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Top cop irks LGBQT

A suggestion by Toronto's police chief that an alleged serial killer would have been arrested sooner if the public had been more co-operative with investigators has angered LGBTQ residents and could worsen already strained relationships with them, community leaders said Tuesday.

Chief Mark Saunders told the Globe and Mail that "nobody" came to officers with information in 2012 when police launched Project Houston, an ultimately unsuccessful investigation into multiple men who went missing from the city's gay village.

Police arrested self-employed landscaper Bruce McArthur in January, and have since charged him with six counts of first-degree murder. Most of his alleged victims were men who had gone missing from the gay village, and two were among those whose disappearances were investigated by Project Houston.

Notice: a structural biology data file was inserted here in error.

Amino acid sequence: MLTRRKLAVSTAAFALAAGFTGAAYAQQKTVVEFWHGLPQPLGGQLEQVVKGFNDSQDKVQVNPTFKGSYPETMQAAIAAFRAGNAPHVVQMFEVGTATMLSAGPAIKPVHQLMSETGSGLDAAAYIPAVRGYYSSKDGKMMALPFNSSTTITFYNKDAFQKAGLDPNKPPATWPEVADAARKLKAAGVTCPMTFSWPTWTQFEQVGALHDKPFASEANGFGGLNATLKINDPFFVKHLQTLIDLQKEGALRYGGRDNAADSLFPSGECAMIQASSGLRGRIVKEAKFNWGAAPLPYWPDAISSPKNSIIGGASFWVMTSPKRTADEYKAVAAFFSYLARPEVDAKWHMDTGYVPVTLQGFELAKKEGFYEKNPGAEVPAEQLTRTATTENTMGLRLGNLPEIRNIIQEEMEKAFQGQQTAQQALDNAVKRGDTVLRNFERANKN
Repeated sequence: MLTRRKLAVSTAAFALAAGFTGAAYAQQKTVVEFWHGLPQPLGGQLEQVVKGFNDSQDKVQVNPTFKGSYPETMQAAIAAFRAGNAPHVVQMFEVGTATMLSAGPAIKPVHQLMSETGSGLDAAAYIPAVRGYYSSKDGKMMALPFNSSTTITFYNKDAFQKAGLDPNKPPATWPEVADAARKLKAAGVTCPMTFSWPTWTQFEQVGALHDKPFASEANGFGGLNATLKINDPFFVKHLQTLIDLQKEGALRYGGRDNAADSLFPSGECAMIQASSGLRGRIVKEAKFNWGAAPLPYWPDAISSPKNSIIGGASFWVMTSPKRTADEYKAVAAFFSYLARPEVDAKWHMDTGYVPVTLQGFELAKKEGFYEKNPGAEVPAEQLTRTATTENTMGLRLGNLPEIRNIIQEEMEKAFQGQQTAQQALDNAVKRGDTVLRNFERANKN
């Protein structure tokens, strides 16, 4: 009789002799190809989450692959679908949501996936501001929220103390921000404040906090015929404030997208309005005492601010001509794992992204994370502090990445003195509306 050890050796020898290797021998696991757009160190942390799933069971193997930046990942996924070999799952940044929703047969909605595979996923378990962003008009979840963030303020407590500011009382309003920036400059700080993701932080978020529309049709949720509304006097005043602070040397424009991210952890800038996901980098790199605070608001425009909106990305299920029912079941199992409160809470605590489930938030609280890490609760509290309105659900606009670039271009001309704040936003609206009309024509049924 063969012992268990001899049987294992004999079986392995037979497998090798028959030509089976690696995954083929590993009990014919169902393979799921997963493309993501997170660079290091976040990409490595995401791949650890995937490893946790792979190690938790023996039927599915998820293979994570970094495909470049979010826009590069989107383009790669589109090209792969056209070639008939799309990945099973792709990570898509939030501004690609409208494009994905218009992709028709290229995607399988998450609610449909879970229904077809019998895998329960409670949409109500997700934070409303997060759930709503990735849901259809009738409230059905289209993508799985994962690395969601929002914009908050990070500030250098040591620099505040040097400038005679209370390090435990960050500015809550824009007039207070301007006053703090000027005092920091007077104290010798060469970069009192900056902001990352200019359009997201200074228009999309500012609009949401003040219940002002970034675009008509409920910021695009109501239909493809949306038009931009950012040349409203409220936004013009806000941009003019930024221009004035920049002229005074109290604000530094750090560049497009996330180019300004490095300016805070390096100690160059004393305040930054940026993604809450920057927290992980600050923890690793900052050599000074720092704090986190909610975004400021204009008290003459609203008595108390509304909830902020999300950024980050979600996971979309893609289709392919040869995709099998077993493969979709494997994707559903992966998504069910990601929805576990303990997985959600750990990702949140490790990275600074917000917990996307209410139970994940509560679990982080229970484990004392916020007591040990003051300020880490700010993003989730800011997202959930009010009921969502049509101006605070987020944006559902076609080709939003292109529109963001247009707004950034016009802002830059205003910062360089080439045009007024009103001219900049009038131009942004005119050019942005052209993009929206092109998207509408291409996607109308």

Saunders issued a statement Tuesday evening saying he had spoken with Globe reporters about the challenges faced by police and the force's desire to work with the community.

"As a police service, we put resources into Project Houston — a dozen full-time investigators did thousands of hours of work canvassing the community, posting flyers, issuing news releases, interviewing witnesses, and still those activities did not yield any results," he said in the statement.

Community leaders said Saunders' comments to the newspaper will likely aggravate the already tense relationship between police and the groups affected by McArthur's alleged crimes, including the LGBTQ community, racial minorities, the homeless and sex workers.

"This is actually just going to push that divide a bit further and not allow people to work together," said Haran Vijayanathan, executive director of the Alliance for South Asian AIDS Prevention advocacy group. "The chief is creating his own problems now."

There are legitimate reasons for members of the LGBTQ community to distrust police, said Maura Lawless, executive director of The 519, a community centre in the gay village.

"(Saunders') comments affirm that systemic institutional discrimination, homophobia, transphobia and racism are real and continue to pose a significant risk to the safety and well being of our community," she said.

"I hope that chief Saunders reflects on the community's outrage related to his comments and retracts them immediately."



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